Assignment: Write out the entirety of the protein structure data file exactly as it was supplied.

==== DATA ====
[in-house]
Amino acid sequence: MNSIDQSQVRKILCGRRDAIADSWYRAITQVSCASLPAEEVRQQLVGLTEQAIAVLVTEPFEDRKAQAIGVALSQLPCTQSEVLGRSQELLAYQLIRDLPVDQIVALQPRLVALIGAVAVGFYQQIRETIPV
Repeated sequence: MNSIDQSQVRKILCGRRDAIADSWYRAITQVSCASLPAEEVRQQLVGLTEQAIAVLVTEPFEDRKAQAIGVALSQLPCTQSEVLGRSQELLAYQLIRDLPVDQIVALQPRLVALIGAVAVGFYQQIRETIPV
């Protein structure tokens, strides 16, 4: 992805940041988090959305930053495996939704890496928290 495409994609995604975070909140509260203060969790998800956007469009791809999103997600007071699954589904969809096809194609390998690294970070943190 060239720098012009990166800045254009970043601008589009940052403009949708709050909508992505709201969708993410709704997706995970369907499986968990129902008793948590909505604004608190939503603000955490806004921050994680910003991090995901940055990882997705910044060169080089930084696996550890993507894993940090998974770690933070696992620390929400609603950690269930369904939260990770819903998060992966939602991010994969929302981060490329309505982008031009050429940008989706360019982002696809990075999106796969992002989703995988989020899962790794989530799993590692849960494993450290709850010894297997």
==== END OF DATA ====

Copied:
[in-house]
Amino acid sequence: MNSIDQSQVRKILCGRRDAIADSWYRAITQVSCASLPAEEVRQQLVGLTEQAIAVLVTEPFEDRKAQAIGVALSQLPCTQSEVLGRSQELLAYQLIRDLPVDQIVALQPRLVALIGAVAVGFYQQIRETIPV
Repeated sequence: MNSIDQSQVRKILCGRRDAIADSWYRAITQVSCASLPAEEVRQQLVGLTEQAIAVLVTEPFEDRKAQAIGVALSQLPCTQSEVLGRSQELLAYQLIRDLPVDQIVALQPRLVALIGAVAVGFYQQIRETIPV
């Protein structure tokens, strides 16, 4: 992805940041988090959305930053495996939704890496928290 495409994609995604975070909140509260203060969790998800956007469009791809999103997600007071699954589904969809096809194609390998690294970070943190 060239720098012009990166800045254009970043601008589009940052403009949708709050909508992505709201969708993410709704997706995970369907499986968990129902008793948590909505604004608190939503603000955490806004921050994680910003991090995901940055990882997705910044060169080089930084696996550890993507894993940090998974770690933070696992620390929400609603950690269930369904939260990770819903998060992966939602991010994969929302981060490329309505982008031009050429940008989706360019982002696809990075999106796969992002989703995988989020899962790794989530799993590692849960494993450290709850010894297997």